Karma visited Khama almost a decade after his fight with Kgafela. With the current battle, President Mokgweetsi Masisi continues the tradition of presidents fighting for control of the kgotla with dikgosi. With his decades-old knowledge and experience of the kgotla’s political role, Khama (who is also Bangwato kgosi) seeks to press his own in Serowe into such service. As three of his predecessors – Khama included, Masisi will have none of that. Through the Minister of Local Government and Rural Development, Kgotla Autlwetse, Masisi has wrestled control of the kgotla from Khama and still has the option of karmically deposing him like he did Kgafela.

As in Kgafela’s case, the feud over the Serowe kgotla could degenerate into a national-security threat. A couple of days ago, rifle-wielding riot police were rushed to the Serowe kgotla to prevent a group of Khama’s supporters from holding a meeting at the kgotla.

The framing of the issue in the media is mistaken because those supporters are generally referred to as “Bangwato” when a good many of the people in this campaign are members of a party (the Botswana Patriotic Front) whose office is in Gaborone and a Mongwaketse is among leaders of this campaign.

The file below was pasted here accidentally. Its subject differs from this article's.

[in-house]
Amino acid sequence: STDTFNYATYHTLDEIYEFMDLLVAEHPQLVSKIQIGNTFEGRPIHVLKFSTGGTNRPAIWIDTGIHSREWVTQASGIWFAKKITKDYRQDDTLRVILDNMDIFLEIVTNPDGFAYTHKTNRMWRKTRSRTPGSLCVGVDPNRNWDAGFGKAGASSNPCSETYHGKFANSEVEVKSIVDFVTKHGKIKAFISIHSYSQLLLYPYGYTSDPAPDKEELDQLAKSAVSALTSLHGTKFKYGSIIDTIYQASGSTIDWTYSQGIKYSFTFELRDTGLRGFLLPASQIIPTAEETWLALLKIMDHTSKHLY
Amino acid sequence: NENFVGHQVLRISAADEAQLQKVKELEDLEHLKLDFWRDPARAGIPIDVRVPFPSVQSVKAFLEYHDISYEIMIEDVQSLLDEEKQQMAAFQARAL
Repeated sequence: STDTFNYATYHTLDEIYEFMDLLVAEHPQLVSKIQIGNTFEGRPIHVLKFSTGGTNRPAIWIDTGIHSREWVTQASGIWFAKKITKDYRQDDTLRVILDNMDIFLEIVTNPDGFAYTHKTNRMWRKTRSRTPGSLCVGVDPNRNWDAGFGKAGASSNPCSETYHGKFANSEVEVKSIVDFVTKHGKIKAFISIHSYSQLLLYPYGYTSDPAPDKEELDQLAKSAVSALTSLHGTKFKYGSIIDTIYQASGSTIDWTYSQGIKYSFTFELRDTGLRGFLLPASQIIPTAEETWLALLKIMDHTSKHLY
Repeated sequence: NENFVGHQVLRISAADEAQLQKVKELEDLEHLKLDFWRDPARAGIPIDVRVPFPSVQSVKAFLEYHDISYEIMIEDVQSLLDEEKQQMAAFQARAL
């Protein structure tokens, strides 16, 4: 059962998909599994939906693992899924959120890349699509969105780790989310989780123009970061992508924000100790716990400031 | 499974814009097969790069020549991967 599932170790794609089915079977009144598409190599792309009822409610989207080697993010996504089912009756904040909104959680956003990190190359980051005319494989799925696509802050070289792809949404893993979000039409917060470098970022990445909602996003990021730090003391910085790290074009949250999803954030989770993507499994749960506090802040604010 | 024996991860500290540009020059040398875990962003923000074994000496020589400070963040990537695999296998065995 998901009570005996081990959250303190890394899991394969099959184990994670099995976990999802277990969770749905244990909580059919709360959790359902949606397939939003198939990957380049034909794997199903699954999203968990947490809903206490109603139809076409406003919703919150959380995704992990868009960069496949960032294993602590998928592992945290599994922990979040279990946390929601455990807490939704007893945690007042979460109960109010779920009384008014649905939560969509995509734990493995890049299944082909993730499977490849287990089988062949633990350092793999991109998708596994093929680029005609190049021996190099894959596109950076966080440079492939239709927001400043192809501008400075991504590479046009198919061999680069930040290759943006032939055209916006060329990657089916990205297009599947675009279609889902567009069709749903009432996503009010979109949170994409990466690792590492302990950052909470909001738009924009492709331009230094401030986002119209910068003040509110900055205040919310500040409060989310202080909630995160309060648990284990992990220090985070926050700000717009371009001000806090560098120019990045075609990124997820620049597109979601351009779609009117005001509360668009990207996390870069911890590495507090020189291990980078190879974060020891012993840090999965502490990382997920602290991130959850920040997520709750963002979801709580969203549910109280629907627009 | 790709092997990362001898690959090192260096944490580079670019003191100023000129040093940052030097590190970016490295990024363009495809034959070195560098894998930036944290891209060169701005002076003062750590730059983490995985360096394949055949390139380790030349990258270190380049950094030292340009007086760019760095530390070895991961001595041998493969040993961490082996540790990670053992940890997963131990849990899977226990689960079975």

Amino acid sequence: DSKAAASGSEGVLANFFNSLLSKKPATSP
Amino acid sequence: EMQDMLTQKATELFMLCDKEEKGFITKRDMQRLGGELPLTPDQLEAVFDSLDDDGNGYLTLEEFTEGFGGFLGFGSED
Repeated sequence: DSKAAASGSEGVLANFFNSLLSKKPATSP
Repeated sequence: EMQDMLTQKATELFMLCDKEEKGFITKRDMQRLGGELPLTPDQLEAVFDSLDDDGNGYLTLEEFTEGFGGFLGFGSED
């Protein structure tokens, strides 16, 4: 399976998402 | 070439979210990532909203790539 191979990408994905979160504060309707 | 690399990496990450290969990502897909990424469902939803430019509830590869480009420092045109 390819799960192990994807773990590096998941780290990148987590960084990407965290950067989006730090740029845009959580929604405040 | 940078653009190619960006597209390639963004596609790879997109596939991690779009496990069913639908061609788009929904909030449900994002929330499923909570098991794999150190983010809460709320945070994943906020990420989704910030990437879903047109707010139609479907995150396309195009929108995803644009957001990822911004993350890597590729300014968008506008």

The fact of the matter is that Bangwato are actually divided over this issue and not enough people are showing up at the kgotla in support of Khama. Given the nature of Tswana society, subjects would naturally want to support their traditional leader. However, Khama has erased the line between bogosi and tribal affairs. If as, the media claims, Bangwato supported Khama, the government would long have backed off.

In a video that went viral on social media, a former army general and staunch Khama supporter, Brigadier Iphemele Kgokgothwane, dares armed police officers to shoot him. Enraged by government’s decision to deny them access to the kgotla, some of Khama’s supporters openly called for the use of physical violence.

If nothing else, the Mochudi and Serowe incidents amply demonstrate that control of the kgotla is presents a national security threat. For that reason, one would have expected the Presidential Commission of Inquiry into the Review of the Constitution of Botswana (which seeks to put Botswana on new footing) to deal substantively with this issue. At the heart of the matter is who, between the state and the tribe through the kgosi, actually owns the kgotla. At least in the case of main dikgotla at which ex-officio members of Ntlo ya Dikgosi sit, there is incontrovertible evidence of such dikgotla having been established by the respective tribes and so they own them. However, such dikgotla are staffed and maintained by the government. It has become evident that the government doesn’t see this arrangement as anything akin to a joint venture but sole proprietorship.

Not that it is going to be easy to determine who owns the kgotla but it could well be that the government is intentionally avoiding such determination process because as an alien (western) creation, the government can’t realistically stake claim to an indigenous institution. It is thus abusing its power to perpetuate the status quo and the Report of the Presidential Commission of Inquiry into the Review of the Constitution of Botswana, which is supposed to ensure continued peace and harmony, has not been helpful in that regard.